Interprofessional education: you’re probably doing it wrong

09 November 2017 | EducationClinical Care and Innovation 

Interprofessional education can save lives, reduce healthcare costs and add value to every encounter between patients and medical professionals, but only when it’s put into practice.

“We thought we had it all along but it’s actually something that’s quite new to us,” Professor Chay Oh Moh professes earnestly.

What Prof Chay, Chair of SingHealth Academy’s College of Clinical Medicine (CCM) is referring to is Interprofessional Education (IPE), the latest buzz phrase in Singapore’s medical landscape, both in schools and in clinical practice.

In the simplest of definitions, IPE is where different healthcare providers come together and “learn with, learn from and learn about each other”, explains Prof Chay whose role at CCM makes her a key driver of interprofessional collaborative practices within SingHealth.

“We used to think it’s IPE when you put a doctor and a nurse in one conference, but it’s not. That’s just each person telling everyone else what they’re doing. There are no discussions about individual strengths and weaknesses and how to build collective competency – things essential to IPE,” she adds.

"There’s no discussion of individual strengths and weaknesses and how to build collective competency – things essential to IPE.”

Turning IPE to IPCPThe heightened push to put IPE into Interprofessional Collaborative Practice (IPCP) is not without cause. As patient care becomes more complex, healthcare professionals across boundaries and disciplines must learn to work not just closely, but collaboratively.

Case in point: Singapore’s ageing population has meant an increased incidence of stroke. Caring for stroke patients involves a large team including the neurologist and emergency physician in the acute phase, followed by therapists and medical social workers thereafter.

In such scenarios, it becomes crucial for the team to work collaboratively. “Our roles may be different but our understanding of the problem should be the same,” says Prof Chay.

She emphasises that real collaboration calls for mutual respect and acknowledgement that doctors sometimes have to take a backseat when others are better suited to lead a situation.

What drove home this point was when a senior nurse in the intensive care unit helped to save the life of Prof Chay’s patient.  The medical officer had just reviewed a patient and although charts showed nothing suspect, a senior  nurse urged Prof Chay (who was then a Registrar on call) to hurry to the ward. True enough, things took a turn for the worse that evening but the patient survived thanks to their timely intervention.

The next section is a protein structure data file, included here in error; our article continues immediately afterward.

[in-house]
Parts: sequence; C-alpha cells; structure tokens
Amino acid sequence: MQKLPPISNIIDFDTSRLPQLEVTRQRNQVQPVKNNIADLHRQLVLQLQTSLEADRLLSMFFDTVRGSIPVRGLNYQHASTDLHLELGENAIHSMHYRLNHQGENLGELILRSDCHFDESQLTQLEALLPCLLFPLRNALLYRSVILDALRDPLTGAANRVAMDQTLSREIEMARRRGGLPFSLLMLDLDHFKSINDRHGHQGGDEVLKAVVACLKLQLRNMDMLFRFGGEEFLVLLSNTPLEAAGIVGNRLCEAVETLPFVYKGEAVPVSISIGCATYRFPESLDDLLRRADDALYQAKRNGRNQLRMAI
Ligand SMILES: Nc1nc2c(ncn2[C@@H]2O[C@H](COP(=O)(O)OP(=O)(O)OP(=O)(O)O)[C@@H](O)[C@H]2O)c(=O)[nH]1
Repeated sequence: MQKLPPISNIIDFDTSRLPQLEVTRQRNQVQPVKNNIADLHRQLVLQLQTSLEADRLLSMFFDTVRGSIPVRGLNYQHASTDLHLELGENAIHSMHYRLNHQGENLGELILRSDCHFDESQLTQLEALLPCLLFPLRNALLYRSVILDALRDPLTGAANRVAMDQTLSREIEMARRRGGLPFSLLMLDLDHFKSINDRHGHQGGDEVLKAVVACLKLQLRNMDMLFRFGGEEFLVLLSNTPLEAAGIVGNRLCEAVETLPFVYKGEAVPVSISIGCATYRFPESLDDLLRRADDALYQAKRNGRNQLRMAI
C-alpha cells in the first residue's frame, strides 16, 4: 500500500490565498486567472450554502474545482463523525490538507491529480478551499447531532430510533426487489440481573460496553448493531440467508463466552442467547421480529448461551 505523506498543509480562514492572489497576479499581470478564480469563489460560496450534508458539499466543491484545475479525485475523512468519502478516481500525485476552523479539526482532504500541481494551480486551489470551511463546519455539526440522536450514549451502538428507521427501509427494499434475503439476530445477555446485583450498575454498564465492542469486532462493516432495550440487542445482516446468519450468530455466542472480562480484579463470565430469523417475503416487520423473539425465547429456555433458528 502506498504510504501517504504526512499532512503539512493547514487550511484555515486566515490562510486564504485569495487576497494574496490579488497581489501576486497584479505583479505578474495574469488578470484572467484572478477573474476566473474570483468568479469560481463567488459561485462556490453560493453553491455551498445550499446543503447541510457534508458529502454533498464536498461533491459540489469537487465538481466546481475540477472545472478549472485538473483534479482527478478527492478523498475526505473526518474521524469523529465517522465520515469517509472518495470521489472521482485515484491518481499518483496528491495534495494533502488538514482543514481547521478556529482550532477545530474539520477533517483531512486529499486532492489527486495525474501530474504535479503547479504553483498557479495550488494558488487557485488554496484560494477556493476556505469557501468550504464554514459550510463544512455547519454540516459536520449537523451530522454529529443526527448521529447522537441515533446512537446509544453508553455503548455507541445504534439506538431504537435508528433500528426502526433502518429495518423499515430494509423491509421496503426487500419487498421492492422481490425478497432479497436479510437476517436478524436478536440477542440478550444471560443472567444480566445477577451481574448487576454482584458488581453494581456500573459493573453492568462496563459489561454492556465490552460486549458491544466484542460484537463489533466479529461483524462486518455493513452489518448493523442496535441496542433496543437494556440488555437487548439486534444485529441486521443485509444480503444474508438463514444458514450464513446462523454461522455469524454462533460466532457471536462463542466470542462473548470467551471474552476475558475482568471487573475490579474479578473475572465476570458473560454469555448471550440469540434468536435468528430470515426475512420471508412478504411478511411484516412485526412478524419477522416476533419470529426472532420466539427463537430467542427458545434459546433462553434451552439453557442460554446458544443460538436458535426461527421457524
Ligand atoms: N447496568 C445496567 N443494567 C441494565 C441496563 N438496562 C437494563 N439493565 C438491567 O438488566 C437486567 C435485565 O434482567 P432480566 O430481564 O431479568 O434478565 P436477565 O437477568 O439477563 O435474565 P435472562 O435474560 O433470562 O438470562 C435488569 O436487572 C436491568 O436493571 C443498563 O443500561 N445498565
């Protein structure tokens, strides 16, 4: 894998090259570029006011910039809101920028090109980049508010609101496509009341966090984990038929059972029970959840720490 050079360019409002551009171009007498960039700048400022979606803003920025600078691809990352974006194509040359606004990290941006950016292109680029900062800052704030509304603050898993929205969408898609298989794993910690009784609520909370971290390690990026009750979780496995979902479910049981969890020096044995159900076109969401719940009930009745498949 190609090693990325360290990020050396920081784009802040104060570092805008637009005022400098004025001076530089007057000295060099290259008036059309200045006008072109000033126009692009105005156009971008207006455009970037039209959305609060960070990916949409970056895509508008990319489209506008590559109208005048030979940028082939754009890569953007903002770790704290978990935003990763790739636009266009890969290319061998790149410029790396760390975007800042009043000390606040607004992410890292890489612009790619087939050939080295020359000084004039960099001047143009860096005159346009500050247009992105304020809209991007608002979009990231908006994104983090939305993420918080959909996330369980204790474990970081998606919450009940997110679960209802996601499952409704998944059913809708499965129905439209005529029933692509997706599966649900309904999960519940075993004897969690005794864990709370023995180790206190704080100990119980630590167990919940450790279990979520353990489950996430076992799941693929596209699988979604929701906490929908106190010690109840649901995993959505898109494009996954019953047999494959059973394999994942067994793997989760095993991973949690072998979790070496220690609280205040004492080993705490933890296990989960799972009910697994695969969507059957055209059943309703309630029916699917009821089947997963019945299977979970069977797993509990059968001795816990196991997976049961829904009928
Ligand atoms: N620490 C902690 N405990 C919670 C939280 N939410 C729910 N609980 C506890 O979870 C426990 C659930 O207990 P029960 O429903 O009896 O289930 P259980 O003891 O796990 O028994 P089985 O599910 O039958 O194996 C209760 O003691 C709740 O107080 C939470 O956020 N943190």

“I have learned since my days as a junior doctor just how experienced these senior nurses are. They may not make diagnoses but their clinical acuity is very good because they see more patients than we do,” says Prof Chay.

It’s all for the patients
She shares another instance where IPCP benefited the patient: A team at KK Women’s and Children’s Hospital (KKH) needed to transfer a Down syndrome patient to Singapore General Hospital (SGH), so doctors, nurses and pharmacists from both hospitals came together to discuss the case and bring up possible issues during transfers. They also involved the parent of a former patient and the Down Syndrome Association Singapore for feedback and advice.
 
Through these discussions, the team designed a smoother, less disruptive process. Among many things, measures included a virtual tour of SGH, an accompanied tour of the hospital led by a nurse and a checklist provided by KKH on how to manage Down syndrome patients’ different temperaments and abilities.

Legal matters such as deputyship were also discussed and process explored to facilitate for the continuing care of these vulnerable young people after the transition to the adult setting.

Adding value for prevalent conditions
In addition to rare but serious cases such as Down syndrome, IPE that leads to IPCP is beneficial for common conditions such as childhood asthma which affects one in five children.

KKH is establishing a Common Care Pathway for Childhood Asthma which will derive a standardised care plan for all patients. This will minimise repeated, sometimes inconsistent, information from different parties (nurse, doctor and pharmacist) which may confuse the patient.

“Real collaboration calls for mutual respect and acknowledgement that doctors sometimes have to take a backseat when others are better suited to lead a situation.”

In an ideal scenario, nurses are the ones who teach patients how to use the inhaler and when the doctor comes in, he or she will ask the patient to demonstrate. “I add value by affirming that the patient is using the inhaler correctly. At the same time, this confirms that learning has occurred,” says Prof Chay.

Equally important is the informal IPE that happens in everyday interactions between colleagues. Even for Prof Chay who has over 40 years of medical experience, learning never stops.

“Progress of technology and medicine over the last 10 to 20 years has been so remarkable, so rapid that all of us have a lot to catch up on. Each one, even the younger ones, will bring new knowledge that we can learn from. So really, if you are ready to learn, there are many opportunities around. You just need to open your eyes and ears for it.”



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